OPINION – Justice used to describe the process of using laws to fairly judge and punish crimes and criminals. Today, the word serves as legal cover for the state to impose its will.
Some people experience serious heartburn over such a statement. This is a common response from those who have never considered the possibility that justice could simply feed the power of the state.
Frederic Bastiat warned of what happens when legality overtakes morality in our laws:
When law and morality contradict each other, the citizen has the cruel alternative of either losing his moral sense or losing his respect for the law.
Of course, there are instances in which truly bad people–those who commit mala en se acts–must be held accountable for their actions.
But what are we to make of a system which is increasingly using mala prohibita laws to collect money from people who have harmed no one at all?
It’s essential to understand the difference between mala en se and mala prohibita laws.
Mala en se refers to acts which are universally regarded as evil such as murder, assault, theft or arson. These are acts in which there is a clearly identifiable victim or objectively measurable injury or harm.
Mala prohibita laws are arbitrary rules that prohibit or punish specific acts in which there need not be any victim whatsoever. They are often used to extract payment as a means of obtaining legal absolution.
A good example of this can be seen through the eyes of Jeffery Tucker who recently spent a day at traffic court after being arrested over a paperwork error.
Tucker was pulled over for failing to move over a lane for a police car sitting alongside the road. It wasn’t an actual emergency, it was a sting operation to see how many motorists would comply with the new law.
Tucker, unaware of the law, was stopped and subsequently arrested for having a suspended license. Trouble is, his license had been reinstated within 24 hours of the automatic suspension for an unpaid parking ticket.
He offered proof from the municipal court which was acceptable to one officer but another officer would only accept official notice from the DMV.
He was jailed and experienced firsthand how one is transformed from a person into a piece of state property via that process. “Just doing my job,” was the phrase most often heard from the workers he encountered within the system.
He described how he watched as officers thoroughly searched another man brought in on a minor offense and how they cheered and high-fived upon finding a few flakes of marijuana in the man’s pocket.
This man now faced a felony charge of bringing an illegal substance into a correctional facility rather than a misdemeanor charge of possession.
As Tucker sat in traffic court, he witnessed a system that methodically extracts money from people for victimless offenses like too much window tint, burned out license plate lights, expired tags or following too closely.
Roughly 150 people who had caused no actual harm to anyone, gave up 8 hours of productive time to take turns cowering before a judge who handed out fines varying from $500 to $3,000 dollars. They were given one month to come up with the money.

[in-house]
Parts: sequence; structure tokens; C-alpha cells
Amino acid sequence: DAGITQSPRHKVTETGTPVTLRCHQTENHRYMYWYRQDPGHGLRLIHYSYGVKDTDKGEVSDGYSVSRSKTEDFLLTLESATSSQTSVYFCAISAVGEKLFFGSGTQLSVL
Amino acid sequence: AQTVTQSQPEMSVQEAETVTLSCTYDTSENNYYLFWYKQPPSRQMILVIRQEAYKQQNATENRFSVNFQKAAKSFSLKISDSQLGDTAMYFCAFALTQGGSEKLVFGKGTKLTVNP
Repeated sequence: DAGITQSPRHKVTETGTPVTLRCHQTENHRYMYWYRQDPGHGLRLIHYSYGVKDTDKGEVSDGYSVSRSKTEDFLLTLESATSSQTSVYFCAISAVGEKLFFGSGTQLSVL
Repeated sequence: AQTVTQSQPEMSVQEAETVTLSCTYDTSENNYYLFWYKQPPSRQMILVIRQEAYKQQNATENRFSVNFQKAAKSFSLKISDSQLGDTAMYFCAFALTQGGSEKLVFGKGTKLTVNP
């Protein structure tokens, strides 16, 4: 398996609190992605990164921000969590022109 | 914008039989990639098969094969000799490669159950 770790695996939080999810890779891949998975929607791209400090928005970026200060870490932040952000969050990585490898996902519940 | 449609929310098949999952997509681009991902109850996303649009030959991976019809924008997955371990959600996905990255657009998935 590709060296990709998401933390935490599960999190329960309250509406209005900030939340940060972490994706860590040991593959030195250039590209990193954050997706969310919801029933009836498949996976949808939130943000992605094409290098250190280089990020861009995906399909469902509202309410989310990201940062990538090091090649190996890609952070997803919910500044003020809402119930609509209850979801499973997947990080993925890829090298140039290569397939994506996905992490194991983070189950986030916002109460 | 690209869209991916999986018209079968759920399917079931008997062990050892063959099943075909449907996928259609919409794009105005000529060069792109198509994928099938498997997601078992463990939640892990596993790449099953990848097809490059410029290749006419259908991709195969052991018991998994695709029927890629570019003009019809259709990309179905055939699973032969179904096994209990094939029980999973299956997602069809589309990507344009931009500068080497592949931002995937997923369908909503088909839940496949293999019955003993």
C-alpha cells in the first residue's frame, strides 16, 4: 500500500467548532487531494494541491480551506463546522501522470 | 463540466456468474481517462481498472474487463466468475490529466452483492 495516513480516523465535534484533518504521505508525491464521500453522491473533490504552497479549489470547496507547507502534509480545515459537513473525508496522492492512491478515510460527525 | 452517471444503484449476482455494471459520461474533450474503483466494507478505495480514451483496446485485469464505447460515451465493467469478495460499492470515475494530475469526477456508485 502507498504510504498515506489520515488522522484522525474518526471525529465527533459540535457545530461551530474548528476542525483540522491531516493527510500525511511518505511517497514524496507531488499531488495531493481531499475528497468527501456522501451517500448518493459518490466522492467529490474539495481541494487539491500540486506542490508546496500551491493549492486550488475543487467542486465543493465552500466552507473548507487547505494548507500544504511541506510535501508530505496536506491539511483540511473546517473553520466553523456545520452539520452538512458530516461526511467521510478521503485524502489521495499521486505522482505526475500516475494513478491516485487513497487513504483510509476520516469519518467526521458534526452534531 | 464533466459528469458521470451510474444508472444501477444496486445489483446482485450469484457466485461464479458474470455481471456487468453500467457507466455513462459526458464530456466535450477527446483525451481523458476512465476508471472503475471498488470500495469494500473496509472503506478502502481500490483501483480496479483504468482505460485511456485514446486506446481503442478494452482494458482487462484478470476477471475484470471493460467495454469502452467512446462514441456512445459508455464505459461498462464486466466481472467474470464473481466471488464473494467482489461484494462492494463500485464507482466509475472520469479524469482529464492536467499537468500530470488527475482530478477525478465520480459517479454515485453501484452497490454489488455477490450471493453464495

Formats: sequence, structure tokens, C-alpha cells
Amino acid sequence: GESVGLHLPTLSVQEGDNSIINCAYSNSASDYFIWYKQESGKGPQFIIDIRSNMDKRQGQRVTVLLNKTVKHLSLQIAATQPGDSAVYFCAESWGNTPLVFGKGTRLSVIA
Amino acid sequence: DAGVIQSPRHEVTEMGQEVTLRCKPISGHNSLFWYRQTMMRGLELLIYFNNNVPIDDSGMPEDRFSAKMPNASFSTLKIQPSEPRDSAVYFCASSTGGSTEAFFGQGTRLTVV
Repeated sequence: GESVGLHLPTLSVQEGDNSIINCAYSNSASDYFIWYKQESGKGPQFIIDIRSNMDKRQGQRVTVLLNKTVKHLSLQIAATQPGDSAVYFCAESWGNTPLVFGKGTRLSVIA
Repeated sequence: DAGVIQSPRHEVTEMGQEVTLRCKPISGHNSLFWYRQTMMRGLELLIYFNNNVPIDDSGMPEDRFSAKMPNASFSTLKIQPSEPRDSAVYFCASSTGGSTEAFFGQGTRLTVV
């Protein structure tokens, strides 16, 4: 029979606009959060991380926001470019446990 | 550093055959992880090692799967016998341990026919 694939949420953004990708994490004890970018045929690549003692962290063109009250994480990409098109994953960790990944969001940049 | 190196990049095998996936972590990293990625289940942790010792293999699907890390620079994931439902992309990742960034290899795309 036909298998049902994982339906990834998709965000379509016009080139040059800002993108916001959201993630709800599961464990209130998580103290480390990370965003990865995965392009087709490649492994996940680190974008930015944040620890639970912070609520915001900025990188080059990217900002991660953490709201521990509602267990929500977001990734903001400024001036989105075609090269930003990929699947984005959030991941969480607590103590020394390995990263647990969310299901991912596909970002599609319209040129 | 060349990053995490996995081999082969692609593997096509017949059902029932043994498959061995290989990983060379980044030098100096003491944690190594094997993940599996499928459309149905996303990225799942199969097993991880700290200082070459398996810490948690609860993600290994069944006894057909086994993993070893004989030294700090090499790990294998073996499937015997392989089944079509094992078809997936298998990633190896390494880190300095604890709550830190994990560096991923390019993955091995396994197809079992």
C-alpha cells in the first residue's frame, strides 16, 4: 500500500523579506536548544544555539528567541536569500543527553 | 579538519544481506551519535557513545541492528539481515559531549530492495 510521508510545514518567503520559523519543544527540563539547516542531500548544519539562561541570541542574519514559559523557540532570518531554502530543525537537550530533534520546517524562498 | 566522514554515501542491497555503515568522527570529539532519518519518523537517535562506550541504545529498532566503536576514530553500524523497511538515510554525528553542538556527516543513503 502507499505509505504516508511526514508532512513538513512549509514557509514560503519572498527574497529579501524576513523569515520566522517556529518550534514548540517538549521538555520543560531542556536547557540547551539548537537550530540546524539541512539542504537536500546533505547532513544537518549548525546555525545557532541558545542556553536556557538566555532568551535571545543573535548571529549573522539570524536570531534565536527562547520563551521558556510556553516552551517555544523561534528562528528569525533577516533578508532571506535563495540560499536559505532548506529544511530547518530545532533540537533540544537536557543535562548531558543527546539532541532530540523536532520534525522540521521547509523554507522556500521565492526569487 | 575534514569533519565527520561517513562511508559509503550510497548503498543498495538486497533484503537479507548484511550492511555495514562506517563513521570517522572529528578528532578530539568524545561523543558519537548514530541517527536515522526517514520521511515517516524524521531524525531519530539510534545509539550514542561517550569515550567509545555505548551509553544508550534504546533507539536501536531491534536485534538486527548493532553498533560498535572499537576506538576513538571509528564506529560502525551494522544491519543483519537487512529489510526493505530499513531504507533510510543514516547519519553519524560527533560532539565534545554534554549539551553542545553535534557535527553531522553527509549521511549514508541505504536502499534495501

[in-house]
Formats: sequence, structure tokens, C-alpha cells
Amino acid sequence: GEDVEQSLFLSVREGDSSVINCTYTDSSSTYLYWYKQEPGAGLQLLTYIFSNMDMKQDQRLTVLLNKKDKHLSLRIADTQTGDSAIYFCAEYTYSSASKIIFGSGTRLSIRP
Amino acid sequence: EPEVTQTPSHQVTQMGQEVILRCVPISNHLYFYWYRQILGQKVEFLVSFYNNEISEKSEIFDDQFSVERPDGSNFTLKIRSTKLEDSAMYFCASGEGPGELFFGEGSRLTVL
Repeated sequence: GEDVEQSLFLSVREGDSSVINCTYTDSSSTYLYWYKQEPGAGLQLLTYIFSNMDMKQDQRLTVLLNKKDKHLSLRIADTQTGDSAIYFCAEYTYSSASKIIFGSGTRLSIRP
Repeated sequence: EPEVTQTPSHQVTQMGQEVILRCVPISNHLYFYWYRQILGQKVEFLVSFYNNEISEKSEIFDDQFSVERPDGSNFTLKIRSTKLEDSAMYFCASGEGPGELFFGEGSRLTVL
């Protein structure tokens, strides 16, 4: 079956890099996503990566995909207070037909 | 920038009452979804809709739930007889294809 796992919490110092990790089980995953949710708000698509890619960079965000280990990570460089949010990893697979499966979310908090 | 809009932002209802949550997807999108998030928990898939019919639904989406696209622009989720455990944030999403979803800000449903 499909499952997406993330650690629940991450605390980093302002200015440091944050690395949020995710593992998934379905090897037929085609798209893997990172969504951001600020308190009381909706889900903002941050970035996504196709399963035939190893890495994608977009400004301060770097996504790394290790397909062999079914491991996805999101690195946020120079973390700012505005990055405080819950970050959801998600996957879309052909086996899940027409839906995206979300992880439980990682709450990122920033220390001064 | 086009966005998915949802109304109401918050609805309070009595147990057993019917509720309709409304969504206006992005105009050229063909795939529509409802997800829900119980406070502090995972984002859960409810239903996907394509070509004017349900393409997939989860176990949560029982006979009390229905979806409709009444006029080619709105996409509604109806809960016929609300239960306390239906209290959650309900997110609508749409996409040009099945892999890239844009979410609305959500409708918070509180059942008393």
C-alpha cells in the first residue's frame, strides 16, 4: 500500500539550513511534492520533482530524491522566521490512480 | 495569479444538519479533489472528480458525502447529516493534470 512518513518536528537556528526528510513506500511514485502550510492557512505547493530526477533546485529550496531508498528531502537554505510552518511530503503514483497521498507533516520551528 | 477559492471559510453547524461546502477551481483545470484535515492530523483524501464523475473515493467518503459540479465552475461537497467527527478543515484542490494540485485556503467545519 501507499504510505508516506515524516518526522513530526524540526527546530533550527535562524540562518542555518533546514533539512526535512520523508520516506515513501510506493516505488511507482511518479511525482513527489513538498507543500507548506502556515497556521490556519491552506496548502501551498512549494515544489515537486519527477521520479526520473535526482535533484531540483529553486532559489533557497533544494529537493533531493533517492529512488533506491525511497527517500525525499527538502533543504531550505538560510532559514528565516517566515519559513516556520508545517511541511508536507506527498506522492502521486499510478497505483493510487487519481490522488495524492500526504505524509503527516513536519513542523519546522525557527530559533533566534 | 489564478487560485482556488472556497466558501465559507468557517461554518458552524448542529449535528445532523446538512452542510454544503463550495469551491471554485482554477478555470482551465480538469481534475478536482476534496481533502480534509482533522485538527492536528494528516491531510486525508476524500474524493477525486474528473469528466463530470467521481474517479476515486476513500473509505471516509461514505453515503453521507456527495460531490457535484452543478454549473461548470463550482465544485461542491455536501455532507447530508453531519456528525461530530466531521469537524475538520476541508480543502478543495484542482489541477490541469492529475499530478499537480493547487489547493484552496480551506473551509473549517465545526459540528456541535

In all, more than $75,000 was extracted that day by what Tucker described as a tax-collection scheme masked as justice. Some people were assessed 50 to 100 hours of community service in addition to their fines.
For his part, Tucker said the judge was willing to dismiss the charge of failing to move over if he would admit to guilt for driving without a license – something that was not true.
In fact, I did have my license, so the form I signed was a lie that the judge had me tell. By what understanding of justice does the court blackmail you to admit to crimes you didn’t commit?
Law and order types bristle at the suggestion that there is something inherently immoral in a system that serves only the government’s interests rather than protecting the rights of the citizenry.
But for those who have been fleeced by the system, the evidence is pretty tough to ignore. Innumerable laws being ruthlessly enforced by immoral means does not make us a better society.
This is as true in Southern Utah as it is anywhere else.
Even among those who recognize that there is a serious disconnect between actual justice and what is taking place there is little momentum for reform. Too many people have become dependent upon the system either financially or emotionally.
More laws are not the answer. They are the problem.
As Tucker explains:
And yet, every law ends in the right of a tiny elite to capture you, pillage you, and, ultimately, kill you. Every addition to the law code intensifies the violence.
It’s not a problem of left vs. right. It’s the state vs. the people.
Justice, in its truest sense, will not prevail until we make this connection.
That can’t happen until we stop cheering over our perceived ideological opponents being pillaged and recognize that anything the state does to others will eventually be done to us.
Bryan Hyde is a popular radio commentator and opinion leader in Southern Utah. The opinions stated in this article are his and not representative of St. George News.
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